-Mike This follows a day of announcement and statements, as we've heard from current Blizzard President J.Allen Brack, as well as from Activision Blizzard executive Fran Townsend.
Activision Blizzard executive vice president for corporate affairs Fran Townsend who joined Activision in March sent out a different kind of e-mail that has some Blizzard employees fuming, according to Jason Schreier.
Blizzard President J. Allen Brack sent an e-mail to Blizzard staff recently, addressing allegations related to this week's lawsuit, calling them "extremely troubling".
In contrast, Fran Townsend, Homeland Security Advisor to George W. Bush from 2004-2007, who joined Activision Blizzard quite recently, sent out the following mail to employees, as revealed by Bloomberg's Jason Schreier, calling the lawsuit “out of context”.
Placeholder for tweet 1418619091515068421 Image courtesy of Jason Schreier.
There have been many high-profile departures from Blizzard over the past years, with a couple happening just in the past month or so, and talk surrounding them and Blizzard's decline/change/fate have also been increasing consistently. This lead to IGN's Kat Bailey putting together a special report focusing on all of the departures and the current situation at Blizzard, talking to various developers both still working at the company and that have left it, to get a clear picture. The piece is very in-depth and takes a broader look at what's been happening, outside of the regularly heard doom and gloom attributed to the recent departures. We'll get into some of the highlights of the article, but if you're even a little interested in the topic you should absolutely take some time and read the full article over on IGN.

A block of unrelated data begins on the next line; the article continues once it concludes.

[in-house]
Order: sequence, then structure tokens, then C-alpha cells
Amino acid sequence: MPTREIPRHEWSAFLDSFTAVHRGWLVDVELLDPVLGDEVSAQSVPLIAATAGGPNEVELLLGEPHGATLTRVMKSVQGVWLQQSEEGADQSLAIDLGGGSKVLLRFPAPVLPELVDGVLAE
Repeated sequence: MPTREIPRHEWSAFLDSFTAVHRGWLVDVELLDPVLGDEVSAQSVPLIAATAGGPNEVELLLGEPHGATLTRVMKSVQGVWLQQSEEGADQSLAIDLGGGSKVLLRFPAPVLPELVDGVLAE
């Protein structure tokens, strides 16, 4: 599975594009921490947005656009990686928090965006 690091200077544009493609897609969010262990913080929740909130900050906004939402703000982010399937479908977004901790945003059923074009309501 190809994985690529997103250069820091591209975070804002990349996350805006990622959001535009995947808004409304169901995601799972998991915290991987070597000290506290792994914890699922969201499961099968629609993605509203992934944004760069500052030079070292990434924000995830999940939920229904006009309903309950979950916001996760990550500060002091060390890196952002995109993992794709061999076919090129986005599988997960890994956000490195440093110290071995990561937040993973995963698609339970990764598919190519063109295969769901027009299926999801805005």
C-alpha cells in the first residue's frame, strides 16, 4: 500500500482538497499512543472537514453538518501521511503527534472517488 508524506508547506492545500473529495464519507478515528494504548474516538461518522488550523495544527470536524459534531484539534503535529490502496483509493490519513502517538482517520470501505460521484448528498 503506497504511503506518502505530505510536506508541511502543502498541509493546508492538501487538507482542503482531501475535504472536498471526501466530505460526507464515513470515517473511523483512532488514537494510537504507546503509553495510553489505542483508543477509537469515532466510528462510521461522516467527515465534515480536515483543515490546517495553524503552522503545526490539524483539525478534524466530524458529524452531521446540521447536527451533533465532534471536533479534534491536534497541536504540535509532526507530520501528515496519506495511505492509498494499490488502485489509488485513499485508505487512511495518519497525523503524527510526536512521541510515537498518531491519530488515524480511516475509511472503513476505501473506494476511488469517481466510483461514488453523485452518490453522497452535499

Using the most recent Blizzard departure, Jeff Kaplan, as a starting point, Bailey dives into the topic with both anonymous developers still working at Blizzard and on the record game directors that worked at the company for over 10 years. The reasons for some of the departures vary greatly, from simple fatigue from working on a single game/franchise for a long time, to big opportunities in the market today and, yes, those that left because they felt Blizzard was/has been declining for a while now.
Here are the big topics covered in the very in-depth article, each affecting the current situation and departures: